“If we want to find a cure to Alzheimer’s, we have to further study Down syndrome,” scientist Huntington Potter said.
Potter and his colleague Tom Blumenthal testify at a congressional hearing in Washington D.C. recently.
“We’ll be meeting with members of Congress and telling them about the connection and hope this will improve the chances for better funding for NIH,” Potter said.
Potter and Blumenthal work at the Linda Crnic Institute for Down Syndrome, which is based at the University of Colorado – Anschutz Medical Campus They’re work is funded by the Denver-based Global Down Syndrome Foundation.
“The connection between Down Syndrome and Alzheimer’s became known gradually,” Blumenthal said. “As people with Down Syndrome got older … and they didn’t used to … they got old enough to get Alzheimer’s.”
Down Syndrome is a genetic disorder caused by an extra copy of the 21st chromosome.
“And that, turned out to have on it the gene that causes Alzheimer’s disease,” Blumenthal said.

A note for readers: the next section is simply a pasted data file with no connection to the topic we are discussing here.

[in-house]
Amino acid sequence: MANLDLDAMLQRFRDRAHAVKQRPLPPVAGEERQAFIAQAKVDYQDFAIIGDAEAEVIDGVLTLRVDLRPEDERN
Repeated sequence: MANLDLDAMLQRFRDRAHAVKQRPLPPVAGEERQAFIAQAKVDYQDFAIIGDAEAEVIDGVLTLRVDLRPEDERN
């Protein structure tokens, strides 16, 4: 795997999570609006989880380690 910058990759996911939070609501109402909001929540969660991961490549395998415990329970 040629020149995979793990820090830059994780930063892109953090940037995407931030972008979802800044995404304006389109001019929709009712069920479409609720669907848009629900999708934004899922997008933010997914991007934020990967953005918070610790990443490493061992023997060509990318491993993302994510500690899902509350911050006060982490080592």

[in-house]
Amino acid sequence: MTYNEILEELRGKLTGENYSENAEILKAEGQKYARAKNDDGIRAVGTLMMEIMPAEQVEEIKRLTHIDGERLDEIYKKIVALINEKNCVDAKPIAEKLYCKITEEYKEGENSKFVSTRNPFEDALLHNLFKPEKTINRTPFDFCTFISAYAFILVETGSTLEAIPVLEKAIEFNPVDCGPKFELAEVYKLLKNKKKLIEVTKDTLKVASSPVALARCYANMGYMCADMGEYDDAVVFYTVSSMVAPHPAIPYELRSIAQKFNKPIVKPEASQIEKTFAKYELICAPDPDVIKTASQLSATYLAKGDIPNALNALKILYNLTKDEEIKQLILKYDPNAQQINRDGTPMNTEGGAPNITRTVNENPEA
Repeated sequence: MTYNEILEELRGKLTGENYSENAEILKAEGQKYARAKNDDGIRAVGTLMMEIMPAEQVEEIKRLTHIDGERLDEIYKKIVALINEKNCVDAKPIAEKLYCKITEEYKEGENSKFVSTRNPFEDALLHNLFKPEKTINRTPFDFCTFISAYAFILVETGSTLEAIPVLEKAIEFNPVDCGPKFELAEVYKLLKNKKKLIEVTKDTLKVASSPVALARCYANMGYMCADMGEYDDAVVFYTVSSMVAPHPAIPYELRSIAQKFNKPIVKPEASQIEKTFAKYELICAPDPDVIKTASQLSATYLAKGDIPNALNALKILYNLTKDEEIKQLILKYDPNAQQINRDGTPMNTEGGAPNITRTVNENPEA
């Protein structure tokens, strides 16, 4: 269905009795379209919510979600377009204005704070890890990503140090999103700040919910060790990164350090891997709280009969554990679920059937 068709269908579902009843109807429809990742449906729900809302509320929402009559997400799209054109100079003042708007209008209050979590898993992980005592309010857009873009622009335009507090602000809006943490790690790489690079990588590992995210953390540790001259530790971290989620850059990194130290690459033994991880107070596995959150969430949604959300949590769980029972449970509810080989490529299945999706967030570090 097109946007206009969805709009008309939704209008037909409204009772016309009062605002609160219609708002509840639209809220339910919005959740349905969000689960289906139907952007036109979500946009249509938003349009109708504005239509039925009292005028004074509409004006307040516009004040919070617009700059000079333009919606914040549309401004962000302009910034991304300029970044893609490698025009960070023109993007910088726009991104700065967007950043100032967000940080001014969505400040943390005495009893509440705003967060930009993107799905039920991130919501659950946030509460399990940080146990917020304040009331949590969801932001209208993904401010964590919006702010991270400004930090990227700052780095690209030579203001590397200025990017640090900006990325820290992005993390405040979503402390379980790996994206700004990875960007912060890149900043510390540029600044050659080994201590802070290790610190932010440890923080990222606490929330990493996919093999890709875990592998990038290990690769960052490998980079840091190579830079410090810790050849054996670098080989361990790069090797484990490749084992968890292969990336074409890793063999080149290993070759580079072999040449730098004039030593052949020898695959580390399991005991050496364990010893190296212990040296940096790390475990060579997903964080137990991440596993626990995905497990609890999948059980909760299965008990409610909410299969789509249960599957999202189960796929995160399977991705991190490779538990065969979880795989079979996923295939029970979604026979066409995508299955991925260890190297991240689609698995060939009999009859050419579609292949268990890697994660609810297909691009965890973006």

Potter has just concluded trials on mice into a cure for Alzheimer’s. He is cautiously optimistic but very pleased at where the research is pointing.
“We discovered people with rheumatoid arthritis make a protein that releases into the blood and seems to protect them,” Potter said. “The mice that are given this protein don’t get Alzheimer’s disease. Now, we’re starting this clinical trial to prevent Alzheimer’s disease in typical people.”
Potter said there is an FDA-approved drug that he is using in the trials. It is called Leukine and prescribed for people following bone marrow transplants.
“We wouldn’t recommend people try it on their own even though it is an FDA-approved drug. Wait until we do the clinical trials first,” Potter said.
To find out more information about applying for this clinical trial, contact the Memory and Dementia Clinic at the University of Colorado Anschutz Medical Campus: http://bit.ly/1qeyxKa.
Not all applicants will be accepted. Scientists are looking for people who have no other medical issues aside from the Alzheimer’s disease.
It may take up to five years for some solid results from these studies.
“It’s among the most exciting time in biomedical research there has ever been,” Blumenthal said.